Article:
Educate your children to self-control, to the habit of holding passion and prejudice and evil tendencies to an upright and reasoning will, and you have done much to abolish misery from their future lives and crimes to society.
If we look at Houston, which is a very environmentally toxic place, we find that it has one of the highest levels of young men going to prison and also among the highest levels of illiteracy in the country.
He had drawn many a thousand of these rations in prisons and camps, and though he'd never had an opportunity to weight them on scales, and although, being a man of timid nature, he knew no way of standing up for his rights, he, like every other prisoner, had discovered long ago that honest weight was never to be found in the bread-cutting. There was short weight in every ration. The only point was how short. So every day you took a look to soothe your soul - today, maybe, they haven't snitched any.
I know not whether laws be right, or whether laws be wrong; All that we know who lie in gaol is that the wall is strong; And that each day is like a year, a year whose days are long.
The contagion of crime is like that of the plague. Criminals collected together corrupt each other; they are worse than ever when at the termination of their punishment they re-enter society.
Wicked deeds are generally done, even with impunity, for the mere desire of occupation.
If punishment reaches not the mind and makes not the will supple, it hardens the offender.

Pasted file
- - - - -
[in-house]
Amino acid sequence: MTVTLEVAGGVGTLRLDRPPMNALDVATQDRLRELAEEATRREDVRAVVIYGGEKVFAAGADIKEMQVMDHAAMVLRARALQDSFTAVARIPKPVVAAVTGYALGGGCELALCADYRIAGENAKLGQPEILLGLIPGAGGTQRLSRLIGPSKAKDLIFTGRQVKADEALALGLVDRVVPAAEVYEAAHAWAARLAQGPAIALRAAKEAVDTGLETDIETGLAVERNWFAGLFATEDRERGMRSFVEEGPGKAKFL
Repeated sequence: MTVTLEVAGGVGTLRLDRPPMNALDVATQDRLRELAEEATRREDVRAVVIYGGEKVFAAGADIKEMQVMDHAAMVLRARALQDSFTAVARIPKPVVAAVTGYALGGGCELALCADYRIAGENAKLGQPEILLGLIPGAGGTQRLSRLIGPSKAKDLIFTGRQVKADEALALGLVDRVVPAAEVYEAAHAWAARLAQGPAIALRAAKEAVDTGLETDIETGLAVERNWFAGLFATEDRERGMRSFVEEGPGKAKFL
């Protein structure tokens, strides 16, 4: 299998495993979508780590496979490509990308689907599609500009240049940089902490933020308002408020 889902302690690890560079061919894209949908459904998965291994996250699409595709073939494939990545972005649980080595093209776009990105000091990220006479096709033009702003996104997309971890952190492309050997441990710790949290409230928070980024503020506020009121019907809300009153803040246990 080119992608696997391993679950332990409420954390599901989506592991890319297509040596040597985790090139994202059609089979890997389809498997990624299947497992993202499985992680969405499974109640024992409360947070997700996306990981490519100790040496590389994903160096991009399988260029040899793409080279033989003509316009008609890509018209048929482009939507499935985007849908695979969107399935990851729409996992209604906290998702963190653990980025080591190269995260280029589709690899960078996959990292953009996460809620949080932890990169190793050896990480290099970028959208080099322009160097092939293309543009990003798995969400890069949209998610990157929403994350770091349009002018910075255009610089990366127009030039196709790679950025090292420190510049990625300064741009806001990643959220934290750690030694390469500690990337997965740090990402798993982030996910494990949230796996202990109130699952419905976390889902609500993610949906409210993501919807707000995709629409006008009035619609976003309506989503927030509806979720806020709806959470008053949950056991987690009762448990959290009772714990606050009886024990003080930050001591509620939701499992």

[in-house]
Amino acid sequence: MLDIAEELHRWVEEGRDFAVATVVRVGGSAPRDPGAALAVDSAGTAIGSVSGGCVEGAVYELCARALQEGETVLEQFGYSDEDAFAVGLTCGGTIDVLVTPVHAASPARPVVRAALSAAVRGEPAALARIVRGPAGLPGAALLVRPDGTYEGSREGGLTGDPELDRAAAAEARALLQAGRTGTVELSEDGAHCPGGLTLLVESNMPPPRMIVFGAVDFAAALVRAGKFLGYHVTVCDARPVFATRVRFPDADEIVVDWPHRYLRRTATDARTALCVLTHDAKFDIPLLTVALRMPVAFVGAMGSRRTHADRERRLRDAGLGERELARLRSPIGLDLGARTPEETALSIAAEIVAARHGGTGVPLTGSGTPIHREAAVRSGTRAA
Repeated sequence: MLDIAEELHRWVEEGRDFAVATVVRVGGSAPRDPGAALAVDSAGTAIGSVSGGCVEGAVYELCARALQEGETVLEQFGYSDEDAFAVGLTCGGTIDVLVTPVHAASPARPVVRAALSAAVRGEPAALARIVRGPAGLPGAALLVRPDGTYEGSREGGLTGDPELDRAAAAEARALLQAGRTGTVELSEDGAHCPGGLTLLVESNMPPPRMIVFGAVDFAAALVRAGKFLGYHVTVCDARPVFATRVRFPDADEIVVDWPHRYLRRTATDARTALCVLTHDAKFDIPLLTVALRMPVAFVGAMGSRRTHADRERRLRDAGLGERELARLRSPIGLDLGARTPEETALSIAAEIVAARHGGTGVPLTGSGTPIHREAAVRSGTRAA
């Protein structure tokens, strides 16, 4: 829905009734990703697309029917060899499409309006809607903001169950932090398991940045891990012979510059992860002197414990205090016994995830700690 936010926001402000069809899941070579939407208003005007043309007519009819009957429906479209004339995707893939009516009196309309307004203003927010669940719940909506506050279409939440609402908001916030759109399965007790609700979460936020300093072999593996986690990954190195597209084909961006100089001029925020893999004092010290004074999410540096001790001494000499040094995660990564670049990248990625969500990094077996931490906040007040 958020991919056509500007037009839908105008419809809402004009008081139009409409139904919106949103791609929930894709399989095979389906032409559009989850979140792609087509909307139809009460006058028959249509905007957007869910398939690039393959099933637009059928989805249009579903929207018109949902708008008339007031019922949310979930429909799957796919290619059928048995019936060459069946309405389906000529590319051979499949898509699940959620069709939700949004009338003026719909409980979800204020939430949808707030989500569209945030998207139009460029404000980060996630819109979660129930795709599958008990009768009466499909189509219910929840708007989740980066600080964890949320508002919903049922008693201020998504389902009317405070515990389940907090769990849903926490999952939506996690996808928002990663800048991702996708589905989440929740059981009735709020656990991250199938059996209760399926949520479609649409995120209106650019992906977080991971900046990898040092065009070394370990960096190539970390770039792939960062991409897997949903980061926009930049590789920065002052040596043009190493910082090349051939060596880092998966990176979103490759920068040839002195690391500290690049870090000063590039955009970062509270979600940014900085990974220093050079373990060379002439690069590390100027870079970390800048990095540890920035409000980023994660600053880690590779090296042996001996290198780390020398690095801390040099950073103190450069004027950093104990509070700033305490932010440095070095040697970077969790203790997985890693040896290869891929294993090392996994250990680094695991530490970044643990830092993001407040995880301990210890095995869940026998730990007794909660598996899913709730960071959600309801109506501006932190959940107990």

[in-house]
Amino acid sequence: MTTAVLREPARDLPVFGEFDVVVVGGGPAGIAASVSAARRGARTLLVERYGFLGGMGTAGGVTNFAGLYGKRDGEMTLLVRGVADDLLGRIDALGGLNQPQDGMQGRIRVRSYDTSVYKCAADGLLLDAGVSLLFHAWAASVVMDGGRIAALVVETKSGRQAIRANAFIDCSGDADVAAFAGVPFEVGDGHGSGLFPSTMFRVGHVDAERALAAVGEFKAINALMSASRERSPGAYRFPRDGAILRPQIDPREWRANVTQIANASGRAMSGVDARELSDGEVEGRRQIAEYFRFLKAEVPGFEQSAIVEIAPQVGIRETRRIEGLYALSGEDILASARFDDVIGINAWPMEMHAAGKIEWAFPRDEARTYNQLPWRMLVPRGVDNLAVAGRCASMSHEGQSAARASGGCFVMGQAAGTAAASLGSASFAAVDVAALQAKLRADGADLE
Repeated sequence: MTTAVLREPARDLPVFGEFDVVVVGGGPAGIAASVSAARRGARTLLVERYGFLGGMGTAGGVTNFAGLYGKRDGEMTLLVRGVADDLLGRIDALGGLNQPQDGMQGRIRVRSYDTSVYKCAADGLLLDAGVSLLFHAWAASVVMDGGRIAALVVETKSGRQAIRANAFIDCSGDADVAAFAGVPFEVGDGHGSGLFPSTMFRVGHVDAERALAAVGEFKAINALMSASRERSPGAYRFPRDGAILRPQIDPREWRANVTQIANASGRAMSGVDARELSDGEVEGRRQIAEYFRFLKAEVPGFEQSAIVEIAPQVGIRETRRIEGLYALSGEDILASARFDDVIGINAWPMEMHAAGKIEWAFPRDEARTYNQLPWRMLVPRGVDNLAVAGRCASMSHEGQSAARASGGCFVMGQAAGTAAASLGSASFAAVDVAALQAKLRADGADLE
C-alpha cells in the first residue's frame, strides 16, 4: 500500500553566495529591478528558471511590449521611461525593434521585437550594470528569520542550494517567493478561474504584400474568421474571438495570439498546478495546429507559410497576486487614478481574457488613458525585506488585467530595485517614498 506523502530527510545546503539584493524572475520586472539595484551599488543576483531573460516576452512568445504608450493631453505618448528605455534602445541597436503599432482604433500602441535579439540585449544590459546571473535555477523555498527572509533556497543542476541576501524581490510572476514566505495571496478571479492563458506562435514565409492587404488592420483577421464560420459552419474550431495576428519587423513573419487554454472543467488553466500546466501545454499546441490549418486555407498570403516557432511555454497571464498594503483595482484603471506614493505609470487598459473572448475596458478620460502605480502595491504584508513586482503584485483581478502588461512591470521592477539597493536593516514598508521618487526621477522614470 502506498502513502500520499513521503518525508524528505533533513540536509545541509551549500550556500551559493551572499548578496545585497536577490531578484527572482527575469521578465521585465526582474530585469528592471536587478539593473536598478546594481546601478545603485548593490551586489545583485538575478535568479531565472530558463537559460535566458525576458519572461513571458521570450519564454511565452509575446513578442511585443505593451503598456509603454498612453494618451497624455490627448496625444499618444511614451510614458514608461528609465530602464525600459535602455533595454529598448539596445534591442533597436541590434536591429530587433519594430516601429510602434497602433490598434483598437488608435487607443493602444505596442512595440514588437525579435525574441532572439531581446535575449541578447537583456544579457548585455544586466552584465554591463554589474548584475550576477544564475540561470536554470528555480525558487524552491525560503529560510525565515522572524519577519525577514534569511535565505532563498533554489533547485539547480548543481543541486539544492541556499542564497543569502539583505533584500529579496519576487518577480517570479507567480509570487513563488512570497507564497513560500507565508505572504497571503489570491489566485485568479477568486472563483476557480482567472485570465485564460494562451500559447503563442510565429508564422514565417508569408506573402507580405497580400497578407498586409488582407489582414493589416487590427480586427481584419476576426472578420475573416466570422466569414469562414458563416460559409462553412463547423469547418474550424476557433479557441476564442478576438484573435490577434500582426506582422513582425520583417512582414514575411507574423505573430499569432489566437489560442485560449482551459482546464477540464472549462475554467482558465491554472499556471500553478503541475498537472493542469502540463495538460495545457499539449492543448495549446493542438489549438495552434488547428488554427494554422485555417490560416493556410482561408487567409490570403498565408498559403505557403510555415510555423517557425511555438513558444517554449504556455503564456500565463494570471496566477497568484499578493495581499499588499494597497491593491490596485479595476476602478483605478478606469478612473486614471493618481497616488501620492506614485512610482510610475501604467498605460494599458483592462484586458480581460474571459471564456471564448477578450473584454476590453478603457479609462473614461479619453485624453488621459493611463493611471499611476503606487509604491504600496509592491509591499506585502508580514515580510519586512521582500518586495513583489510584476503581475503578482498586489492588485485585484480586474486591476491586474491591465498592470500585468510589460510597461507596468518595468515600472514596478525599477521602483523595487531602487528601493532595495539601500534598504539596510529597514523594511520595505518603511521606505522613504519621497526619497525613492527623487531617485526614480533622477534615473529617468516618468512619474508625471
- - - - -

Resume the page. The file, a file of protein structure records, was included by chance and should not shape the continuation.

It is hard, but it is excellent, to find the right knowledge of when correction is necessary and when grace doth most avail.
Care should be taken that the punishment does not exceed the guilt; and also that some men do not suffer for offenses for which others are not even indicted.
The degree of civilization in a society can be judged by entering its prisons.
The idea that the sole aim of punishment is to prevent crime is obviously grounded upon the theory that crime can be prevented, which is almost as dubious as the notion that poverty can be prevented.
If it's near dinner-time, the foreman takes out his watch when the jury has retired, and says: "Dear me, gentlemen, ten minutes to five, I declare! I dine at five, gentlemen." "So do I," says everybody else, except two men who ought to have dined at three and seem more than half disposed to stand out in consequence. The foreman smiles, and puts up his watch:--"Well, gentlemen, what do we say, plaintiff or defendant, gentlemen?